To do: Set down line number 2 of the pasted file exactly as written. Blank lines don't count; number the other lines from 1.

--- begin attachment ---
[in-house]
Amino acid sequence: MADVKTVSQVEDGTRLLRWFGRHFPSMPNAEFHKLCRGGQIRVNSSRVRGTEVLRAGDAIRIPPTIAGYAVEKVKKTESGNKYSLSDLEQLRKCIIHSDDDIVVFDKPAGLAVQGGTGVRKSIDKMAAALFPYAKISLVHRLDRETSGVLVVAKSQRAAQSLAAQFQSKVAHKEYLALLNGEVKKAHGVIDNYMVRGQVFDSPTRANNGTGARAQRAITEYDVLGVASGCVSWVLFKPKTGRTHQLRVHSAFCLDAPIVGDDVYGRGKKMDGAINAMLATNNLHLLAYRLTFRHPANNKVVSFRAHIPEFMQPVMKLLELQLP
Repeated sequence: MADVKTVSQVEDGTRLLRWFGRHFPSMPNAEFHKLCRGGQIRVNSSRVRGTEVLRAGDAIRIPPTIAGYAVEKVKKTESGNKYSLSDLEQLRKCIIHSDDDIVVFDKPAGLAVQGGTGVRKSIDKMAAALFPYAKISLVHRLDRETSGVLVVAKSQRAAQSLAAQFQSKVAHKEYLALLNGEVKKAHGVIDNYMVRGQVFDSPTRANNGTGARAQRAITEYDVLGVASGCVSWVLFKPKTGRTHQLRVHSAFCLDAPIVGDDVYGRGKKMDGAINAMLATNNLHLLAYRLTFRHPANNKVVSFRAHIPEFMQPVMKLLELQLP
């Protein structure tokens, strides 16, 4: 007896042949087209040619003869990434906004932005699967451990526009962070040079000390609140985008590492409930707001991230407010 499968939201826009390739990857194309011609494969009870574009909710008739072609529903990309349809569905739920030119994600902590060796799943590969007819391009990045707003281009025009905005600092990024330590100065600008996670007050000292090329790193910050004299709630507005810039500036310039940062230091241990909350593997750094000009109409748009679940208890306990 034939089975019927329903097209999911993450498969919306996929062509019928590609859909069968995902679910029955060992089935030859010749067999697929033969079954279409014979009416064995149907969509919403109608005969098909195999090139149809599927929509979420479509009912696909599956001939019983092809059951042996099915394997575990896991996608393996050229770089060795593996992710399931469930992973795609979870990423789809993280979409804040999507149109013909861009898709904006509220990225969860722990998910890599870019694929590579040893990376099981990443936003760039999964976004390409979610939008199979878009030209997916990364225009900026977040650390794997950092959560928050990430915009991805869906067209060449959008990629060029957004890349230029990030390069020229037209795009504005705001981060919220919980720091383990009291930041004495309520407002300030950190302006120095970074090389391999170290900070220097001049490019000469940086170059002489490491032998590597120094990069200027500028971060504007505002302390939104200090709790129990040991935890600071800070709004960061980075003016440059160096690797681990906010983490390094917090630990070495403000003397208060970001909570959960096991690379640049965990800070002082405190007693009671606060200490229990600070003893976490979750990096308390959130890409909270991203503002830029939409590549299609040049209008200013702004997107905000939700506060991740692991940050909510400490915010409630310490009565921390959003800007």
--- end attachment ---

Amino acid sequence: MADVKTVSQVEDGTRLLRWFGRHFPSMPNAEFHKLCRGGQIRVNSSRVRGTEVLRAGDAIRIPPTIAGYAVEKVKKTESGNKYSLSDLEQLRKCIIHSDDDIVVFDKPAGLAVQGGTGVRKSIDKMAAALFPYAKISLVHRLDRETSGVLVVAKSQRAAQSLAAQFQSKVAHKEYLALLNGEVKKAHGVIDNYMVRGQVFDSPTRANNGTGARAQRAITEYDVLGVASGCVSWVLFKPKTGRTHQLRVHSAFCLDAPIVGDDVYGRGKKMDGAINAMLATNNLHLLAYRLTFRHPANNKVVSFRAHIPEFMQPVMKLLELQLP